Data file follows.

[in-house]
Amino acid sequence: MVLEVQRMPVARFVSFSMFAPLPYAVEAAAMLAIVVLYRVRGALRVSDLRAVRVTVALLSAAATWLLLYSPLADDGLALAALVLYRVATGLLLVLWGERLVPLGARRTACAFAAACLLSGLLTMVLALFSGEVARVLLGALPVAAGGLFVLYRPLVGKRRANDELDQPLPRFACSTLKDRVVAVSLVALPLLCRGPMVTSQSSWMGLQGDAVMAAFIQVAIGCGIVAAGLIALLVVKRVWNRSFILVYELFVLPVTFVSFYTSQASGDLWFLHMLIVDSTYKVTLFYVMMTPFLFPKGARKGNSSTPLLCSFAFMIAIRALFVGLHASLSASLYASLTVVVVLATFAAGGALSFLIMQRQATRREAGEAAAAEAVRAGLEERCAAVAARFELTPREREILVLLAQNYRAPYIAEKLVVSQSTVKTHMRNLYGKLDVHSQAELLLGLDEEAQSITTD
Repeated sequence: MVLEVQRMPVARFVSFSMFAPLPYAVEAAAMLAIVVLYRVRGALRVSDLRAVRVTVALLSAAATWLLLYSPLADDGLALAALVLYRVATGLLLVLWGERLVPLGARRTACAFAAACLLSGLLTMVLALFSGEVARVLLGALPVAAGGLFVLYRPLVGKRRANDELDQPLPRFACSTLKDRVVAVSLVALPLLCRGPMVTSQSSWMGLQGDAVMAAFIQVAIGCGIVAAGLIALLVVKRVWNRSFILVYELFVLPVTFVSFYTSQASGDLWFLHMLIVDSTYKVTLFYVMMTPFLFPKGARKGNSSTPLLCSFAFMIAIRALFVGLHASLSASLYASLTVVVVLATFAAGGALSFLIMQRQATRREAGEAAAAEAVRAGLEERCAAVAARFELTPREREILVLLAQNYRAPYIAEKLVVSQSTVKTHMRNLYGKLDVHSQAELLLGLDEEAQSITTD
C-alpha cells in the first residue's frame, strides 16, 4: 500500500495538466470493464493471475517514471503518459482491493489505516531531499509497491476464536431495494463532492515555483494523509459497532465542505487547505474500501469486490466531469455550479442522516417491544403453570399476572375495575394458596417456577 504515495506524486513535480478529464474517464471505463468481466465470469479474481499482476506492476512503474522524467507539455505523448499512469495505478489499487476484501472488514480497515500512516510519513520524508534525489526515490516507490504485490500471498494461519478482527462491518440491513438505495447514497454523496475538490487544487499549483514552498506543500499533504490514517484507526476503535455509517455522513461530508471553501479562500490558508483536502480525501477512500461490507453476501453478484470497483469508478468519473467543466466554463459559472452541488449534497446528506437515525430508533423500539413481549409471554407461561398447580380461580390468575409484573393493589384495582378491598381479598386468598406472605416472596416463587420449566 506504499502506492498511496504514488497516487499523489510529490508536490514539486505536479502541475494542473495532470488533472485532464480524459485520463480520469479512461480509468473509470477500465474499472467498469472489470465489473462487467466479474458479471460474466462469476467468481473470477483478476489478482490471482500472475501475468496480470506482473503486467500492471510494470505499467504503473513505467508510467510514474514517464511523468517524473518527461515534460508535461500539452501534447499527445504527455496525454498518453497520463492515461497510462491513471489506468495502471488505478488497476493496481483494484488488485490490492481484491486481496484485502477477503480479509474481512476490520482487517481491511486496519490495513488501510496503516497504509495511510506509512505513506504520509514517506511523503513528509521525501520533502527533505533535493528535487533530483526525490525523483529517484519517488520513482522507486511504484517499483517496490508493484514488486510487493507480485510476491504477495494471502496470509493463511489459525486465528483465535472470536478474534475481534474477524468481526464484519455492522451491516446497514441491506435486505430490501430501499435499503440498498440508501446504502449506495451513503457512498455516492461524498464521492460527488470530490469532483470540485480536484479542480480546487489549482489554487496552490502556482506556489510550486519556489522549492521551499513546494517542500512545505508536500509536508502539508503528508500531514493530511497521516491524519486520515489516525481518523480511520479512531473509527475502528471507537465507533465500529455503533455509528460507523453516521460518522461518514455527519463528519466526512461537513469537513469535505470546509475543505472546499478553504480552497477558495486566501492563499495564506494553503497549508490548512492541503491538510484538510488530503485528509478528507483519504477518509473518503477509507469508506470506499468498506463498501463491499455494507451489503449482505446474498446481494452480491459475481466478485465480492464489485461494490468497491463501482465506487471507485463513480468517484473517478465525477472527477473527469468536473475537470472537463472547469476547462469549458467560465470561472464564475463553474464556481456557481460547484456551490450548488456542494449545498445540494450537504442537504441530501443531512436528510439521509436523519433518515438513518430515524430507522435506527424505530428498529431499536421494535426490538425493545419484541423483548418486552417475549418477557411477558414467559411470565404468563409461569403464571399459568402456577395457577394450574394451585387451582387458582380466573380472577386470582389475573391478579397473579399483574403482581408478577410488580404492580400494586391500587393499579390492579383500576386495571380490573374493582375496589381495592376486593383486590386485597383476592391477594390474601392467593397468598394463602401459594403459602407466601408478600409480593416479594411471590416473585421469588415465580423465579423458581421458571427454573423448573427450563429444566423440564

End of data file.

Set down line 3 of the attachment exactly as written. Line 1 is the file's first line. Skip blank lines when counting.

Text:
Repeated sequence: MVLEVQRMPVARFVSFSMFAPLPYAVEAAAMLAIVVLYRVRGALRVSDLRAVRVTVALLSAAATWLLLYSPLADDGLALAALVLYRVATGLLLVLWGERLVPLGARRTACAFAAACLLSGLLTMVLALFSGEVARVLLGALPVAAGGLFVLYRPLVGKRRANDELDQPLPRFACSTLKDRVVAVSLVALPLLCRGPMVTSQSSWMGLQGDAVMAAFIQVAIGCGIVAAGLIALLVVKRVWNRSFILVYELFVLPVTFVSFYTSQASGDLWFLHMLIVDSTYKVTLFYVMMTPFLFPKGARKGNSSTPLLCSFAFMIAIRALFVGLHASLSASLYASLTVVVVLATFAAGGALSFLIMQRQATRREAGEAAAAEAVRAGLEERCAAVAARFELTPREREILVLLAQNYRAPYIAEKLVVSQSTVKTHMRNLYGKLDVHSQAELLLGLDEEAQSITTD